From Russia without love part two

The Eye
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‘I wouldn’t be able to write this story in Russia!’

During 23 years with the BBC, and 40 years in journalism (when he was trained to use clear, simple language, avoiding jargon), working in a free environment has always been critical for our Editor, Welshman Phil Parry, but now there is more evidence of the reverse happening in Russia after an artist was jailed for replacing price tags in a supermarket with anti-war messages.

Earlier he described how he was assisted in breaking into the South Wales Echo office car when he was a cub reporter, recalled his early career as a journalist, the importance of experience in the job, and made clear that the‘calls’ to emergency services as well as court cases are central to any media operation.

He has also explored how poorly paid most journalism is when trainee reporters had to live in squalid flats, the vital role of expenses, and about one of his most important stories on the now-scrapped 53 year-old BBC Wales TV Current Affairs series, Week In Week Out (WIWO), which won an award even after it was axed, long after his career really took off

Phil has explained too how crucial it is actually to speak to people, the virtue of speed as well as accuracy, why knowledge of ‘history’ is vital, how certain material was removed from TV Current Affairs programmes when secret cameras had to be used, and some of those he has interviewed.

He has disclosed as well why investigative journalism is needed now more than ever although others have different opinions, how the coronavirus (Covid-19) lockdowns played havoc with media schedules, and the importance of the hugely lower average age of some political leaders compared with when he started reporting.



We forget how lucky we are.

As journalists we work in a (relatively) free environment and are able to hold people to account, whereas in other countries the opposite is the case.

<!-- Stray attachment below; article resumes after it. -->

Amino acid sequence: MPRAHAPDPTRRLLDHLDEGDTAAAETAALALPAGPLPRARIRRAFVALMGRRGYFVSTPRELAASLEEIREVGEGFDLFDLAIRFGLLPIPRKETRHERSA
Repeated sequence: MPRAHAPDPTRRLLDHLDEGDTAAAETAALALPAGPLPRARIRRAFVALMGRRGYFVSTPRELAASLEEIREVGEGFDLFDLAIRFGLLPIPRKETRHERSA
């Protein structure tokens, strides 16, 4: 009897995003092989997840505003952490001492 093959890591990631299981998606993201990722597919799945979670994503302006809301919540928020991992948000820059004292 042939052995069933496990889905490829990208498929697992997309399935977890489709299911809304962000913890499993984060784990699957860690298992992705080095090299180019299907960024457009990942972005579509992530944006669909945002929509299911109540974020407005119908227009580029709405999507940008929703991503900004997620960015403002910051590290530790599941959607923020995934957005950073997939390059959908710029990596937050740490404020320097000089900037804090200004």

For example, in Russia an artist and activist is now at the start of a long prison sentence for replacing price tags in a St Petersburg supermarket with anti-war messages.

On November 16 Alexandra Skochilenko, was jailed for seven years for putting up messages such as: “My great-grandfather did not fight in ww2 so that Russia could become a fascist state and attack Ukraine”. From the other direction, one ultra-nationalist dissenter, Igor Girkin, a retired soldier and blogger, has been jailed for complaining that Vladimir Putin is not fighting forcefully enough.

The authorities didn’t like the way Yulia Starostina explainied her tattoo

All of this follows other disturbing events – which would have been funny were they not true.

Journalist Yulia Starostina was fined over half a million pounds (50,000 roubles) after she gave an interview to Dozhd, in which she described her anti-war tattoo. During the interview she explained it by talking about how she felt responsible for the war in Ukraine, and believed it was necessary to stop it.

Should Alexei Moskalyov be imprisoned over his daughter’s artwork and social media posts?!

She is not alone as an example of outrageous behaviour by the authorities either, and more absurd instances have come to light in Russia.

Alexei Moskalyov was sentenced to two years in a penal colony for discrediting the country’s army over his 13 year old daughter’s anti-war artwork.  Social media posts by him have emerged which they didn’t like as well.

Anastasia Chernysheva made the mistake in Russia of sharing pictures of her anti-war cakes on social media

A Moscow baker who made anti-war cakes was fined for ‘discrediting’ the Russian army. Anastasia Chernysheva began sharing images of her cakes on social media soon after Russia’s invasion of Ukraine. Some of the cakes were decorated in the yellow and blue of the Ukrainian flag, while others had anti-war slogans or symbols. The baker was detained by officers, the human rights monitoring website OVD-Info has reported, citing her lawyer.

Valery Fadeev called for a law to deter ‘Russophobia’

The number of these ridiculous instances is likely to grow, too, for journalists as well as ordinary citizens.

Valery Fadeyev the chairman of Russia’s ‘Human Rights’ Council, has proposed to define the concept of “Russophobia” at legislative level and called for a law to deter it. He declared: “Our task today is to try to formulate legally what Russophobia is and what articles of the criminal code can be used under this qualification, and if there is no such article, then an additional article must be introduced”.

Ivan Kolpakov: “Our job today is to survive”